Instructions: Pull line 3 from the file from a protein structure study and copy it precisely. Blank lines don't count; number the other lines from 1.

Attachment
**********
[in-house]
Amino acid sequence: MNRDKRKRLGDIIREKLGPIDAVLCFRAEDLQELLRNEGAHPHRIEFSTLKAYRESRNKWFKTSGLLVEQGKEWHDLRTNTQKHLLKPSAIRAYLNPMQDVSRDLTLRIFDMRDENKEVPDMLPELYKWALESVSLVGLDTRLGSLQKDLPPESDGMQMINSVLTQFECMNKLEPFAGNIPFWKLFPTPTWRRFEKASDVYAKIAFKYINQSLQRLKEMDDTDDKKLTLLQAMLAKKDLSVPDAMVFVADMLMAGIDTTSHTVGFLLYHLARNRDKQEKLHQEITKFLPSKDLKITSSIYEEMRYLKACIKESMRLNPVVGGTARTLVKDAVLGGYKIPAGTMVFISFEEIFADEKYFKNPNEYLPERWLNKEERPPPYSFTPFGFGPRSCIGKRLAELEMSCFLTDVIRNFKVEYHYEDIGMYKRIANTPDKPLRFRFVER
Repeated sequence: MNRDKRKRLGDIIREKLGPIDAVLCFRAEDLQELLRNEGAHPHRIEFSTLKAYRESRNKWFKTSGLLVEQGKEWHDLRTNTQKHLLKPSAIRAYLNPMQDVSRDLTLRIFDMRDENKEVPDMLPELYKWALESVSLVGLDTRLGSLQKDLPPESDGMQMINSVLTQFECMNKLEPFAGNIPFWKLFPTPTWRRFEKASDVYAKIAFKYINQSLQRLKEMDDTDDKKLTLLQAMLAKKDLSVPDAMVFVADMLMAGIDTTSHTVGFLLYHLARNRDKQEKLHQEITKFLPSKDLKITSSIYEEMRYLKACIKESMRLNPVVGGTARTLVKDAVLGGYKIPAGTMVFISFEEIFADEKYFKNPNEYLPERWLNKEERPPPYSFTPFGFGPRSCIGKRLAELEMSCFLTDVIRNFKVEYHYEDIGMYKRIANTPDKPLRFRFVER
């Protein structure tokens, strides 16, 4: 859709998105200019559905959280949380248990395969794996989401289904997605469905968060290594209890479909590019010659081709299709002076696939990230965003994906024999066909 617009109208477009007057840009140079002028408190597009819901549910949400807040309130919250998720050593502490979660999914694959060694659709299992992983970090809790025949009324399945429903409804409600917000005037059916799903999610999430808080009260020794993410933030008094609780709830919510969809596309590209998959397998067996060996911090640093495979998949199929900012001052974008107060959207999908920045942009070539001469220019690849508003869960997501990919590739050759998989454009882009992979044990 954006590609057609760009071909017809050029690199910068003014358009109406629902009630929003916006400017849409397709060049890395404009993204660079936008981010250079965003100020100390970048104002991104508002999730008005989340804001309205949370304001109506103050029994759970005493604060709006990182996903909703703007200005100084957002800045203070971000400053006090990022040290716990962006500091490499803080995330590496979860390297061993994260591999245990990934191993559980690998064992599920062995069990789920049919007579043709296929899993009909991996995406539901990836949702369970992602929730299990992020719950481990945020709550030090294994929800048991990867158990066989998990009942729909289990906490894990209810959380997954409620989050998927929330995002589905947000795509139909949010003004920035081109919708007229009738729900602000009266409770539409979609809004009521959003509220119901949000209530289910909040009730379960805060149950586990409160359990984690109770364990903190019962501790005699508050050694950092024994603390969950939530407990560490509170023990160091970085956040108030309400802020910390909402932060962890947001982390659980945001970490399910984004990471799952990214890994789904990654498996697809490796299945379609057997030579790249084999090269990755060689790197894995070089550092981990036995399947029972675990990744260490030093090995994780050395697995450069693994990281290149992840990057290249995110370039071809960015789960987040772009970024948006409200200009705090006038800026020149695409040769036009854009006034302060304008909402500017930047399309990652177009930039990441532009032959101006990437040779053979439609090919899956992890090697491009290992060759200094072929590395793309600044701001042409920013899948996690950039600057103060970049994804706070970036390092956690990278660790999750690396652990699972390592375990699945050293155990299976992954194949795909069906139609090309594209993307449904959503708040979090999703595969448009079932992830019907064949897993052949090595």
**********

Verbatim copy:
Repeated sequence: MNRDKRKRLGDIIREKLGPIDAVLCFRAEDLQELLRNEGAHPHRIEFSTLKAYRESRNKWFKTSGLLVEQGKEWHDLRTNTQKHLLKPSAIRAYLNPMQDVSRDLTLRIFDMRDENKEVPDMLPELYKWALESVSLVGLDTRLGSLQKDLPPESDGMQMINSVLTQFECMNKLEPFAGNIPFWKLFPTPTWRRFEKASDVYAKIAFKYINQSLQRLKEMDDTDDKKLTLLQAMLAKKDLSVPDAMVFVADMLMAGIDTTSHTVGFLLYHLARNRDKQEKLHQEITKFLPSKDLKITSSIYEEMRYLKACIKESMRLNPVVGGTARTLVKDAVLGGYKIPAGTMVFISFEEIFADEKYFKNPNEYLPERWLNKEERPPPYSFTPFGFGPRSCIGKRLAELEMSCFLTDVIRNFKVEYHYEDIGMYKRIANTPDKPLRFRFVER